This has not been like me.
I always, when I see something that touches me, rush to the keyboard and see what the Ouija inspires me to say.
But this time has been different.
This time there has been an uncharacteristic delay.
But finally I am reverting to type.
Here and now I am asking the Ouija to help me through this.
It has been more than a week. Maybe it has been two weeks. It feels to have been a lifetime.
The backdrop for the difference in my speed of delivering the news is the croissant fairy guy.
He has become a person of special interest for me.
Mysti and I were walking back in a late November early evening from what had become during her altogether too brief sojourn with me here, our daily late afternoon meeting at Le Départ for wine and frittes. As we broached Quai Conti and rue Nevers we saw the croissant ferry guy asleep in a brand new place. He was halfway into the arch that is the portal to rue Nevers. He was neither fully covered by the arch from the rain nor fully exposed.
He was just a lump of humanity that had apparently given up, asleep – or dead I wondered – on the sidewalks of Paris.
“ I don’t think that guy can last too much longer” I said.
“What do you mean?” Mysti said.
Of course she knew what I meant but, somehow her response was of the mandatory sort that I would have been disappointed if it had not been forthcoming.
“I think he almost surely will die before the real cold of Paris December sets in” I said.
Mysti didn’t reply.
A few days later I was on the last leg of a really long walk – I was going down Rue d’Opera toward rue des Pyramides where I could cut over to les Tuilerries and to les Quais and to Pont Neuf and to home.
I was ready to be home. I was wearing the new shoes that Mysti had bought me for my birthday. They were really comfortable, but they were really new. A five hour walk had stress tested that relationship.
I was moving at a Paris-resident sort of speed, not a Paris-tourist sort of speed. The difference in those speeds is that the former is employed by someone who actually wants to get somewhere, the latter is employed by someone who hasn’t a clue where he or she is going and needs to stop and block the narrow Paris walkways as he or she looks hopelessly around, hoping to find some sort of direction to be found, and never finding it.
So, at the speed of a Paris pedestrian I could well have missed what I saw.
But I didn’t miss it.
I saw it.
I saw it much too starkly.
As I came abreast of a group of people blocking most of the rather small sidewalk – a not uncommon occurrence here (tourists tend to flock) – I swerved, at Paris speed, and was just about beyond the little cluster when I saw something.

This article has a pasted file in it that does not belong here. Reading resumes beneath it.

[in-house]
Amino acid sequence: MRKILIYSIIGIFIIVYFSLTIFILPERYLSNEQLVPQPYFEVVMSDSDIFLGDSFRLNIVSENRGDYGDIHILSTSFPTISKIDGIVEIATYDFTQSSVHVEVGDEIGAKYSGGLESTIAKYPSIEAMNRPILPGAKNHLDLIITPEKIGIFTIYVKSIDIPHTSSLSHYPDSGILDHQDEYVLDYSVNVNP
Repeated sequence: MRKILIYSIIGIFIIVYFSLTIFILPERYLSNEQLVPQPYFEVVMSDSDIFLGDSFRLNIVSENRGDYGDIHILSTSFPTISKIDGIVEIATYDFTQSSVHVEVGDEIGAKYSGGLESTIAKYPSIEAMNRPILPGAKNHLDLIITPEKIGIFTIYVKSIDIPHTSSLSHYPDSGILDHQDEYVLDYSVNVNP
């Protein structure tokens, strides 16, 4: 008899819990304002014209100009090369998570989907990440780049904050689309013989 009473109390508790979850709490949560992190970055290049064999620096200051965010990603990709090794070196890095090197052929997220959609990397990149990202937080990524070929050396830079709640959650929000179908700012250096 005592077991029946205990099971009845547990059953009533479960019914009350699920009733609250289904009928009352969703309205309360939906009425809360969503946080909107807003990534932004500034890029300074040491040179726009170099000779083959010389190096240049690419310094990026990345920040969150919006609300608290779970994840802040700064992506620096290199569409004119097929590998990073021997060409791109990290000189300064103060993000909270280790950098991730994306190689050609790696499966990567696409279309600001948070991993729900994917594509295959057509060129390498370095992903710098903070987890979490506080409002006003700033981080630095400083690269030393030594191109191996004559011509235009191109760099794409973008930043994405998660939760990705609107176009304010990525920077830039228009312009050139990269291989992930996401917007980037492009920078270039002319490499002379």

What I saw was several people kneeling on the sidewalk around another person. That person was flat on the ground. That person was massively convulsing – he was twitching - twitching in a significantly massive manner.
There were a number of other people standing and watching.
I briefly became one of them.
But I was almost immediately overcome with a sort of self-disgust. It flowed over me and caused me to move on.
As I did so I saw some of what had been the outer-outer ring of watchers. They were three young women – Parisians, it was obvious, by their short skirts, long legs and black stockings.
But for me they served a tremendously important purpose.
Because they were looking at something.
It was something back against the wall that housed the windows of a shop close to where the twitching body lay.
They gestured at it.
If I were able to understand more than the minimal amount of French that I can understand and that keeps me alive here –“un verre de vin rouge s’il vous plait; je suis desole” for example – I probably would have known what they were saying.
But I didn’t know what they were saying.
I didn’t know.
But, really, I did know.
In the direction of their gestures was a classical street person residence.
There was a cardboard box upon which to sit, and it had the convex evidence of someone having recently sat there; there was a cup with coins in it on the pavement in front of the box and there was a roller bag – the new trademark of the people of Paris with no place to go and no place to be, but who have a few things that they want to keep, a few things that, peut être, make them continue to feel like human beings.
There was a tall can of some sort of ale or beer sitting next to the cup. That is also a new trademark of the hopeless on the streets of Paris: large cans of fortified malt liquor.
I looked back at the person for whom this – if I had interpreted the young women correctly – was home; this was the residence of the person on the sidewalk with a few samairitanes surrounding him.
He was very still.
As I turned onto rue des Pyramides I heard the siren.
A meat wagon was going toward the place from which I had come on Rue d’Opera.